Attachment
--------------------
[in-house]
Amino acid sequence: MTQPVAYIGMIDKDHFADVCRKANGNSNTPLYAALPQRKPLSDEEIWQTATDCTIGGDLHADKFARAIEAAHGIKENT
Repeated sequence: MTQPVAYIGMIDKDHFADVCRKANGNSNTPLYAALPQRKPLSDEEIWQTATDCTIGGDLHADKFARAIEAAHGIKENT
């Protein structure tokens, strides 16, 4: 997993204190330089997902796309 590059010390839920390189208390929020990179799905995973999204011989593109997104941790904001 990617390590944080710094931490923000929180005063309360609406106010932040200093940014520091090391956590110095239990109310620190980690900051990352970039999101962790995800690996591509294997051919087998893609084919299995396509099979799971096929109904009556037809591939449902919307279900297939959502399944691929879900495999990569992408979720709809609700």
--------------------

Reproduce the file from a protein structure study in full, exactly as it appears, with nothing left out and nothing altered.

[in-house]
Amino acid sequence: MTQPVAYIGMIDKDHFADVCRKANGNSNTPLYAALPQRKPLSDEEIWQTATDCTIGGDLHADKFARAIEAAHGIKENT
Repeated sequence: MTQPVAYIGMIDKDHFADVCRKANGNSNTPLYAALPQRKPLSDEEIWQTATDCTIGGDLHADKFARAIEAAHGIKENT
């Protein structure tokens, strides 16, 4: 997993204190330089997902796309 590059010390839920390189208390929020990179799905995973999204011989593109997104941790904001 990617390590944080710094931490923000929180005063309360609406106010932040200093940014520091090391956590110095239990109310620190980690900051990352970039999101962790995800690996591509294997051919087998893609084919299995396509099979799971096929109904009556037809591939449902919307279900297939959502399944691929879900495999990569992408979720709809609700």